How To

Mitufala toktok Pijin

on
July 20, 2017

We lucked out on the language front here in Honiara. Although there are about 60 to 70 languages in the Solomons, the only ones we need to know in Honiara, are English and Pijin. Win!

5 Step How To Toktok Pijin

  1. “I” is “Mi”
    Mi kam from New Zealand.
  2. Add “em” to the end of verbs:
    Mi lanem pijin.
  3. Add “fala” to the end of numbers and adjectives.
    Diswan gudfala paenapo. Mi laekem wanfala paenapo plis.
  4. Use “blong” or “blo” to indicate things that are yours, someone’s, something’s.
    Hasban blong mi, hem go wokabaot.
  5. Add “long” or “lo” for “in”, “on”, “at”, “to”.
    Mitufala go baeleg lo market fo baem kokonat.

Chuck it all together with a thick accent and you’re basically halfway there. No wari about tenses bikos Pijin no garem tenses, and no wariwari about spelling bikos evritaem different.

Maggie, our Pijin teacher, is one of the most well-known Pijin teachers in Honiara. She teaches us the finer aspects of toktok and stori.

“Aaah” moments include when she explained that “Dadi, hem killem pikinini” means dad spanked the kid, not dad killed the kid. Crazy drunks on the street are “karange”: “Karange man, hem dringum tumas bia”. And she tellem mitufala stori just for fun, “He lukluk like woman, but hem no woman. Hem garem big balls!”

Moral of the story, this blog has no typos. Ever.

Maggie’s name is one a handful of names on this blog that is actually real. She can be contacted for Pijin, culture, and cooking lessons on 747 3631.

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2 Comments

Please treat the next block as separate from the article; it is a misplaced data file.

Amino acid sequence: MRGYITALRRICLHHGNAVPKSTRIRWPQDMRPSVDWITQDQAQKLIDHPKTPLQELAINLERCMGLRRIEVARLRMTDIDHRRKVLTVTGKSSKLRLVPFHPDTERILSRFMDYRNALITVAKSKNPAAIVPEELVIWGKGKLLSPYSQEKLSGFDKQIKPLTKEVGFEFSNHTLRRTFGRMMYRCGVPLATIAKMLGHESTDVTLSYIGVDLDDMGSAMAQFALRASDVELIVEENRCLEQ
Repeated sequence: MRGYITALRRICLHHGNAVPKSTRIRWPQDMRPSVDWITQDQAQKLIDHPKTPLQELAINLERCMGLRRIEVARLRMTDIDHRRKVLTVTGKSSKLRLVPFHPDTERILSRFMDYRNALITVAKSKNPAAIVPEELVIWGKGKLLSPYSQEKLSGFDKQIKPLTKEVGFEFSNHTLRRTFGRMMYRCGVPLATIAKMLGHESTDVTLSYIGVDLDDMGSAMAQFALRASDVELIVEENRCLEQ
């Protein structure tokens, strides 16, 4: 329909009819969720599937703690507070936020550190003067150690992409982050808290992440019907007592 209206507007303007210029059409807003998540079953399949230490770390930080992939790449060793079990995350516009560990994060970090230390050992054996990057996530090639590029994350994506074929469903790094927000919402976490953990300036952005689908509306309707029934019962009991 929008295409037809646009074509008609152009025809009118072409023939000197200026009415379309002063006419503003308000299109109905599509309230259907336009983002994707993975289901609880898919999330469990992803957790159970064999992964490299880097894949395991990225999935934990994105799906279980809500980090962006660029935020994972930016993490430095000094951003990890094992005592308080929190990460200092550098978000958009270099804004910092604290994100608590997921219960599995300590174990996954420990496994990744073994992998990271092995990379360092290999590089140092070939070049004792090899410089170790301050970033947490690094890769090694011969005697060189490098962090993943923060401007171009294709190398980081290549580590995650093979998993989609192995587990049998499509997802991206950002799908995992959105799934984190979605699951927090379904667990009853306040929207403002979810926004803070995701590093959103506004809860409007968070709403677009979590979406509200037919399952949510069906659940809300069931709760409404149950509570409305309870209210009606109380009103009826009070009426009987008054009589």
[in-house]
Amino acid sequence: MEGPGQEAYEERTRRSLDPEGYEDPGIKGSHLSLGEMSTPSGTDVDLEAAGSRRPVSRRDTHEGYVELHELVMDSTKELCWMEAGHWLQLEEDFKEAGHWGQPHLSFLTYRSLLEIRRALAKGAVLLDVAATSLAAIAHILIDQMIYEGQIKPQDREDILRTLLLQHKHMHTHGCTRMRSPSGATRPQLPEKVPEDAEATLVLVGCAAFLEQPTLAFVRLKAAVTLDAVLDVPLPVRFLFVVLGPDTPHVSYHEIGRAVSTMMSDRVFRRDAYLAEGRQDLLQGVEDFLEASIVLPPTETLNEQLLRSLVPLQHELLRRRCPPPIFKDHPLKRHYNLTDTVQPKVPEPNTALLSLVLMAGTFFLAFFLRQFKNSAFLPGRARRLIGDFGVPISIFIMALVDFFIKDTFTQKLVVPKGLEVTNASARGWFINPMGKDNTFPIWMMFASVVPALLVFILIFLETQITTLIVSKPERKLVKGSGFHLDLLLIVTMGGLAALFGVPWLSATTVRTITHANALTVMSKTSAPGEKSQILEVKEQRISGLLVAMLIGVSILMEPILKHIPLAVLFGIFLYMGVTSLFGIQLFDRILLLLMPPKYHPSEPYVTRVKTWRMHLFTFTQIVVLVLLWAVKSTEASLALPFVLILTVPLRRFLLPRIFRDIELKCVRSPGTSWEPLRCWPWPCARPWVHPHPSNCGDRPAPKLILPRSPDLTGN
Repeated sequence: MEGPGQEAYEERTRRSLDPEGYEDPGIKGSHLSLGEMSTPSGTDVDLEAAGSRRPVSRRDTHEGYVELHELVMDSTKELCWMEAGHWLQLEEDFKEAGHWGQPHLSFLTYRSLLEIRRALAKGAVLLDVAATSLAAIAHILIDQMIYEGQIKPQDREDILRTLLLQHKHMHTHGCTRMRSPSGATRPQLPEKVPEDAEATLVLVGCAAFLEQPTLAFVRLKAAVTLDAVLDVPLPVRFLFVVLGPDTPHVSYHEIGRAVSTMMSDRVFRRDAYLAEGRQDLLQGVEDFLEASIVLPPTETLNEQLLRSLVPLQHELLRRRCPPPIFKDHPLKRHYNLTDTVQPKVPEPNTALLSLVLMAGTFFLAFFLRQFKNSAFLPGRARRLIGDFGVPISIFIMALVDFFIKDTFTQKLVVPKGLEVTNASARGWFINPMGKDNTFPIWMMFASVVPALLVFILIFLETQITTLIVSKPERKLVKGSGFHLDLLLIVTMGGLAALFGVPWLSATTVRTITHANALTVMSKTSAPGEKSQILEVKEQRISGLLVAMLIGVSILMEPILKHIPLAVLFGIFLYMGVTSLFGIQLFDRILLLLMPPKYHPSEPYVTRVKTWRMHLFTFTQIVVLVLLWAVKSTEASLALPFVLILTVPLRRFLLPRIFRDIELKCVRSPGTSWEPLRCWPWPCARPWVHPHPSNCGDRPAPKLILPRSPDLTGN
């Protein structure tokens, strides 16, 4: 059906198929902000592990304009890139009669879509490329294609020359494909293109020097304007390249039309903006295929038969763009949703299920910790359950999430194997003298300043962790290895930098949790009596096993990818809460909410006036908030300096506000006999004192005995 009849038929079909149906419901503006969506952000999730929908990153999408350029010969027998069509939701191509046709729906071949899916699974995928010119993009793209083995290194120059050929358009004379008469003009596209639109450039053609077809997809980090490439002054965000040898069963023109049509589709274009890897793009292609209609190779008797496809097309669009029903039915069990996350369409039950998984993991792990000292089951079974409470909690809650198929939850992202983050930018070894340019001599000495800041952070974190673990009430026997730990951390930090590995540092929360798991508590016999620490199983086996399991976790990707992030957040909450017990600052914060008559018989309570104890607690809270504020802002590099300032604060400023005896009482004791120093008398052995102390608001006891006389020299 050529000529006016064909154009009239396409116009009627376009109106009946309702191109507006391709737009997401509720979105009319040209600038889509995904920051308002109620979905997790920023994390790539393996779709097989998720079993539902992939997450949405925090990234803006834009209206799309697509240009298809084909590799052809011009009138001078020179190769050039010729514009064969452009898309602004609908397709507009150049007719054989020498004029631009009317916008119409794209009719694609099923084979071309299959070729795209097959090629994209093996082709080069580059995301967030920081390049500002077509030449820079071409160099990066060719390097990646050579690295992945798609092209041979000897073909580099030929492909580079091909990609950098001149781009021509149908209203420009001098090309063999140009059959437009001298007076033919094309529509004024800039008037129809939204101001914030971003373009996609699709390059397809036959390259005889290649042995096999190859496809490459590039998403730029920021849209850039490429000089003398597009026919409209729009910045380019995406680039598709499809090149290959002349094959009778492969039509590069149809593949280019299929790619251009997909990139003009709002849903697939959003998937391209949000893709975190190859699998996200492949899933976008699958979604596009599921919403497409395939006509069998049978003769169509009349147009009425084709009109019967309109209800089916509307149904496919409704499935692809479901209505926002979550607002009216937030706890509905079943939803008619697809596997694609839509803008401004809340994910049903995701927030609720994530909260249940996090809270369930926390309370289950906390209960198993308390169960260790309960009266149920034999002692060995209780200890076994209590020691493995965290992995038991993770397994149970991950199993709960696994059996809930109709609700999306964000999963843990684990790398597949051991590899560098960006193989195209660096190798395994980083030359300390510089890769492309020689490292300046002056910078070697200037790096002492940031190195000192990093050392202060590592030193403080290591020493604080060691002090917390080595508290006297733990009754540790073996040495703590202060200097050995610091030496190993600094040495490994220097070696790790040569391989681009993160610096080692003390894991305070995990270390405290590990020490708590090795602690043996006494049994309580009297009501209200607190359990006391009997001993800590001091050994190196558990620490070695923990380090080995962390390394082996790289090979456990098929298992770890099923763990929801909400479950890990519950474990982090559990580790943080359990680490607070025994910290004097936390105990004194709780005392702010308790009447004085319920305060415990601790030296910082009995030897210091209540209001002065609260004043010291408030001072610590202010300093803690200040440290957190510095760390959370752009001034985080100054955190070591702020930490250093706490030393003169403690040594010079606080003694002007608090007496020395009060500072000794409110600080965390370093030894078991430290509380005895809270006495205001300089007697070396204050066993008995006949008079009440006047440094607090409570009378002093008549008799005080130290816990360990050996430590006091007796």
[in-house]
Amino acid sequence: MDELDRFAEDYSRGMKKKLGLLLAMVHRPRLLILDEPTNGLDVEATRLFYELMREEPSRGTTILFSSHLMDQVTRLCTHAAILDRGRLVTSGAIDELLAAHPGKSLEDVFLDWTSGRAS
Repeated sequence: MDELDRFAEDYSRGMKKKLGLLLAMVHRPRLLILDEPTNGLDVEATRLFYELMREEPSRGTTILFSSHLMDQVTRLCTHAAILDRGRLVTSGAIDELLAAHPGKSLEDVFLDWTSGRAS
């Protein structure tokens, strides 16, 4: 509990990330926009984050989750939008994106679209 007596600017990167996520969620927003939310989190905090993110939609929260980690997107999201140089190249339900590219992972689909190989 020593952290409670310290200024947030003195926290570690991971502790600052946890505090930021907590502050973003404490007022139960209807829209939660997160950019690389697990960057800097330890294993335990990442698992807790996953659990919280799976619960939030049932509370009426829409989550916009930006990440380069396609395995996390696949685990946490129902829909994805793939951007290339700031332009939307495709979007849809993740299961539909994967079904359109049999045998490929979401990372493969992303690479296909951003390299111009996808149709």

1. Reply

    Ana

    July 31, 2017

    Wow. That was a great lesson that its already much easier to understand what you’re saying. How is it that there’s so many lamguages?? Are they distinct languages or dialect?

    • Reply

      danandnid

      July 31, 2017

      A bit of both. Sometimes locals from one part can understand each other, and other times, locals from different parts can’t understand each other at all. The mind boggles how there are so many different languages in a relatively small space of land. Probably because there is heaps of diversity here though: Micronesian, Melanesian, and Polynesian. Even a language here that is very close to Māori. We know of a Māori cop who went there and can communicate with them to an extent in Māori. Interesting stuff.

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Dan and Nid
Honiara, Solomon Islands

Kia ora. We are Dan and Nid. Exploring the Solomon Islands for the next two years.

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